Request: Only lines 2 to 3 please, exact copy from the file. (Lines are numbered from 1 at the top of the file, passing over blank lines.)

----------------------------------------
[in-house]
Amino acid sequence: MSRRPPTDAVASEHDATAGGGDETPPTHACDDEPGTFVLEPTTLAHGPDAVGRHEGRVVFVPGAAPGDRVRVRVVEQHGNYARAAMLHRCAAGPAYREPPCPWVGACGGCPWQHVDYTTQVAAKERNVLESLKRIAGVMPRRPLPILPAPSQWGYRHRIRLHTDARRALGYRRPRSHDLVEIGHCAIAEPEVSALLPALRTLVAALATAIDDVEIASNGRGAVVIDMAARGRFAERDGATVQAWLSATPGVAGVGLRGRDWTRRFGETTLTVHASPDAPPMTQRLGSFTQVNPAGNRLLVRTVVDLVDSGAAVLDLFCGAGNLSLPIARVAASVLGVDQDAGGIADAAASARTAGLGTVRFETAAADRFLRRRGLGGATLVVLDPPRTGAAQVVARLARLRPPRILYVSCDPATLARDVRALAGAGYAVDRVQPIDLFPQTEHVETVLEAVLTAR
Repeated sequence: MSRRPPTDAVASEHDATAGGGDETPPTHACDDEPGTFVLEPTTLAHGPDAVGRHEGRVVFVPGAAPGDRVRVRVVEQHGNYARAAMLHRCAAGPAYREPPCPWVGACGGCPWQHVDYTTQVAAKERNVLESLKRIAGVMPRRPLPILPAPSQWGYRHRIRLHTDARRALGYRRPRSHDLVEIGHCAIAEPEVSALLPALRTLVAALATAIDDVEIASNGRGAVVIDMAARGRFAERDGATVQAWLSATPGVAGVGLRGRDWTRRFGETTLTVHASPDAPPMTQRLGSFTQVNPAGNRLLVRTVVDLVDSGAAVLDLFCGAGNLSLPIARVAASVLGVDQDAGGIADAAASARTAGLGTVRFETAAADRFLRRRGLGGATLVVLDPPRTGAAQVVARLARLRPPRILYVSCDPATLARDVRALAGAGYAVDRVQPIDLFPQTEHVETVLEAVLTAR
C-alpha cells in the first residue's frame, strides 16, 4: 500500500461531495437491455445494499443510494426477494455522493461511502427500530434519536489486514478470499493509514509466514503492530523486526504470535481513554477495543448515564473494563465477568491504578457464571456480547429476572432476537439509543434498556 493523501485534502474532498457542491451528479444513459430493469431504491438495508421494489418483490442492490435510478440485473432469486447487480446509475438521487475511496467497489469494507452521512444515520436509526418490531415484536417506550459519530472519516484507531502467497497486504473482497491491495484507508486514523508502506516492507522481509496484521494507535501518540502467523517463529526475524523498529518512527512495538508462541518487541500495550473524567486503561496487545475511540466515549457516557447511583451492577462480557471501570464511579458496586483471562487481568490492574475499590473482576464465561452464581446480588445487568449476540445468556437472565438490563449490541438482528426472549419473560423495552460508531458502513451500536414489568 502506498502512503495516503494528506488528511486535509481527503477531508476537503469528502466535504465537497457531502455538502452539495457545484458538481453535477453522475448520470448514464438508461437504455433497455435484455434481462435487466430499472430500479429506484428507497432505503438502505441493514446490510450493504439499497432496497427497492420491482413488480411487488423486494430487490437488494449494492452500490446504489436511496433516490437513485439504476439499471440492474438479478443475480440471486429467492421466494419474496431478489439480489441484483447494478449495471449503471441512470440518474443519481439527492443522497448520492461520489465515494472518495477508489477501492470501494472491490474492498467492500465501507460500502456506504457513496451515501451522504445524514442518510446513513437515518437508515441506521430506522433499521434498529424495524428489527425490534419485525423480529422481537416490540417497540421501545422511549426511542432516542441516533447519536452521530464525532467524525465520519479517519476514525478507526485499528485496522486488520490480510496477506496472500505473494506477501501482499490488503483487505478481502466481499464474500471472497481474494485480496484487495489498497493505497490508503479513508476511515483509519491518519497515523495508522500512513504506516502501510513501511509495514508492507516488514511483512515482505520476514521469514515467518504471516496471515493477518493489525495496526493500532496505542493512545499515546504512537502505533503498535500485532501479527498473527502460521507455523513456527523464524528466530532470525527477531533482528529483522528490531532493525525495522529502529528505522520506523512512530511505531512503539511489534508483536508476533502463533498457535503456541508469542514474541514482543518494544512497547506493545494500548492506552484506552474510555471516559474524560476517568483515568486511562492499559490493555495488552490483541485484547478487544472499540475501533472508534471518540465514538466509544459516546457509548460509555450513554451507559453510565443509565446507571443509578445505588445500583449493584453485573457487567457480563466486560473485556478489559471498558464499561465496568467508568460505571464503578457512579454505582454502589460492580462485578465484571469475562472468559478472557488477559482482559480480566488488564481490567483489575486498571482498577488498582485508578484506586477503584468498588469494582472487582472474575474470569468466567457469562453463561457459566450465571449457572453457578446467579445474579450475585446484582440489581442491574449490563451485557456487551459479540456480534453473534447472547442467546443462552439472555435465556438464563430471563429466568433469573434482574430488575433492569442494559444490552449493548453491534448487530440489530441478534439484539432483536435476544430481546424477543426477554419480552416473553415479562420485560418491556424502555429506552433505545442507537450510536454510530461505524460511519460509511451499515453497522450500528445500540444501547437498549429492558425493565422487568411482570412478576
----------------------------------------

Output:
Amino acid sequence: MSRRPPTDAVASEHDATAGGGDETPPTHACDDEPGTFVLEPTTLAHGPDAVGRHEGRVVFVPGAAPGDRVRVRVVEQHGNYARAAMLHRCAAGPAYREPPCPWVGACGGCPWQHVDYTTQVAAKERNVLESLKRIAGVMPRRPLPILPAPSQWGYRHRIRLHTDARRALGYRRPRSHDLVEIGHCAIAEPEVSALLPALRTLVAALATAIDDVEIASNGRGAVVIDMAARGRFAERDGATVQAWLSATPGVAGVGLRGRDWTRRFGETTLTVHASPDAPPMTQRLGSFTQVNPAGNRLLVRTVVDLVDSGAAVLDLFCGAGNLSLPIARVAASVLGVDQDAGGIADAAASARTAGLGTVRFETAAADRFLRRRGLGGATLVVLDPPRTGAAQVVARLARLRPPRILYVSCDPATLARDVRALAGAGYAVDRVQPIDLFPQTEHVETVLEAVLTAR
Repeated sequence: MSRRPPTDAVASEHDATAGGGDETPPTHACDDEPGTFVLEPTTLAHGPDAVGRHEGRVVFVPGAAPGDRVRVRVVEQHGNYARAAMLHRCAAGPAYREPPCPWVGACGGCPWQHVDYTTQVAAKERNVLESLKRIAGVMPRRPLPILPAPSQWGYRHRIRLHTDARRALGYRRPRSHDLVEIGHCAIAEPEVSALLPALRTLVAALATAIDDVEIASNGRGAVVIDMAARGRFAERDGATVQAWLSATPGVAGVGLRGRDWTRRFGETTLTVHASPDAPPMTQRLGSFTQVNPAGNRLLVRTVVDLVDSGAAVLDLFCGAGNLSLPIARVAASVLGVDQDAGGIADAAASARTAGLGTVRFETAAADRFLRRRGLGGATLVVLDPPRTGAAQVVARLARLRPPRILYVSCDPATLARDVRALAGAGYAVDRVQPIDLFPQTEHVETVLEAVLTAR